Letter to the Editor

Ann Lab Med 2022; 42(1): 113-116

Published online January 1, 2022

Copyright © Korean Society for Laboratory Medicine.

New-Generation Quantitative Immunoassays for SARS-CoV-2 Antibody Detection: Need for Harmonization

Danilo Villalta , M.D., Anna Moratto , Ph.D., Valeria Salgarolo , Ph.D., Mirella Da Re , Ph.D., Roberto Giacomello , Ph.D., and Giacomo Malipiero , M.D.

Department of Immunology and Allergy, S. Maria degli Angeli Hospital, Pordenone, Italy

Correspondence to: Danilo Villalta, M.D.
Department of Immunology and Allergy, S. Maria degli Angeli Hospital, 24 Via Montereale, Pordenone 33170, Italy
Tel: +39-0434-399647, E-mail:

Received: March 14, 2021; Revised: April 14, 2021; Accepted: July 12, 2021

This is an Open Access article distributed under the terms of the Creative Commons Attribution Non-Commercial License ( which permits unrestricted non-commercial use, distribution, and reproduction in any medium, provided the original work is properly cited.

Dear Editor,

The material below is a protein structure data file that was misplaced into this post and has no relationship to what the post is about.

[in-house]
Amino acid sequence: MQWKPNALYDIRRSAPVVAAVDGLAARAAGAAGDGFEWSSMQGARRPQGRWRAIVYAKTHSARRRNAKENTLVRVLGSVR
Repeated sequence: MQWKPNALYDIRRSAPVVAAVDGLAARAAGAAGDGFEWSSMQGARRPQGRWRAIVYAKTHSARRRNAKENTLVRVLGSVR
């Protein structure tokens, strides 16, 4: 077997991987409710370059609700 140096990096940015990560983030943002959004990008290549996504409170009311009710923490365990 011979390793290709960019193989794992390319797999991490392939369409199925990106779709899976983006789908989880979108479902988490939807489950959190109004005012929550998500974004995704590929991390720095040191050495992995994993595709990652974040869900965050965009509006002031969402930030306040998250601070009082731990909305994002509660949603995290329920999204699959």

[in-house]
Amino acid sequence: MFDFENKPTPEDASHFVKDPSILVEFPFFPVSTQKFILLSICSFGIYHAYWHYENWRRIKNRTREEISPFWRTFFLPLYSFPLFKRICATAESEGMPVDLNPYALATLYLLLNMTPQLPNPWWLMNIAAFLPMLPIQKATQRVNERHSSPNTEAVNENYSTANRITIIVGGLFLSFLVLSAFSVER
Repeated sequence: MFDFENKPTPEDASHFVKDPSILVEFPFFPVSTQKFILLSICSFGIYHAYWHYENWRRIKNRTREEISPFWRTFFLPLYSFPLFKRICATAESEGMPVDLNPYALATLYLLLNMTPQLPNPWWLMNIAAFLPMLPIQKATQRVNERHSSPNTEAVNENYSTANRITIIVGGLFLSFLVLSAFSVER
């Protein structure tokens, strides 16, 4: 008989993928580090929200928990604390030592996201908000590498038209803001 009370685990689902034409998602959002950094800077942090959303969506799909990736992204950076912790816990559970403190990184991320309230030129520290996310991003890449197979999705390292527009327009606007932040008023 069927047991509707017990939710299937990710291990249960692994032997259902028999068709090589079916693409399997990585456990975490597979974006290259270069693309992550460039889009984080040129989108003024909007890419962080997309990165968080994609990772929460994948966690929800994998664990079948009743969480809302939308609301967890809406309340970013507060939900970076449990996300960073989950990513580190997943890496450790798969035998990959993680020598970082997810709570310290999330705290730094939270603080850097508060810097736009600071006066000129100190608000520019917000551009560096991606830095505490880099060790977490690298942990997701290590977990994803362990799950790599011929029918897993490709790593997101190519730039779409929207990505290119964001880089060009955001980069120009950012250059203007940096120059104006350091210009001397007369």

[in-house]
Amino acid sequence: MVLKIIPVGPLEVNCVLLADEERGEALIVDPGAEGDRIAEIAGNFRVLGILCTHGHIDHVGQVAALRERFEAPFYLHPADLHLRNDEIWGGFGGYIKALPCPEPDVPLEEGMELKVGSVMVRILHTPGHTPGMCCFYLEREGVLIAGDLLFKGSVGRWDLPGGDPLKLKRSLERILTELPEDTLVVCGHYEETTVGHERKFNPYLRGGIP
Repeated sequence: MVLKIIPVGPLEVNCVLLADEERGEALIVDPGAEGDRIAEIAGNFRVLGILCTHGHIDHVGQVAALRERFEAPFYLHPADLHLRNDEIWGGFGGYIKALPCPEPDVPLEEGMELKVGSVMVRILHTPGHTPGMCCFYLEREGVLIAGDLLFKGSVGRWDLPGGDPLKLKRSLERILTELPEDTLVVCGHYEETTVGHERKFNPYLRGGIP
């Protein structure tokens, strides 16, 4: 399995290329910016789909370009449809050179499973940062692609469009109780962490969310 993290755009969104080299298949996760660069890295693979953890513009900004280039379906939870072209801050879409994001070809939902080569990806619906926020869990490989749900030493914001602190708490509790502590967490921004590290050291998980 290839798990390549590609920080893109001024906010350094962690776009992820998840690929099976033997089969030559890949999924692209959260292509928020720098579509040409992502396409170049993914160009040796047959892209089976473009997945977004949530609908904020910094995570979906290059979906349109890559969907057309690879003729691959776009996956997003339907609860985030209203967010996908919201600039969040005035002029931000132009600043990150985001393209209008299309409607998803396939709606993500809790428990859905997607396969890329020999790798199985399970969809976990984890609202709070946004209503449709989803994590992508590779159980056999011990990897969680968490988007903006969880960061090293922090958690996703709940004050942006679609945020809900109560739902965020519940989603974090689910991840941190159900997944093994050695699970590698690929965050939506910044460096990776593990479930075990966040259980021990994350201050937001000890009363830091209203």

Since March 2020, many qualitative or semi-quantitative serologic assays to detect antibodies against severe acute respiratory syndrome-coronavirus 2 (SARS-CoV-2) have become commercially available. Harristshøj, et al. [1] compared the results of 16 serological assays on a large number of patients and controls, showing differences in accuracy, despite the majority of automated assays for total (IgG+IgM) and IgG antibody detection reaching the predefined criteria for acceptable performance. Additionally, the antibody response appeared to be the strongest among patients with more severe disease [1]. Since quantitative determination of SARS-CoV-2 antibodies may be important for longitudinal monitoring of the antibody response in patients and in response to a vaccine, a new generation of quantitative immunoassays for SARS-CoV-2 antibody detection was recently launched [2-7]. However, to date, few independent studies evaluating these assays have been published, and no studies have compared the quantitative data obtained with these novel immunoassays.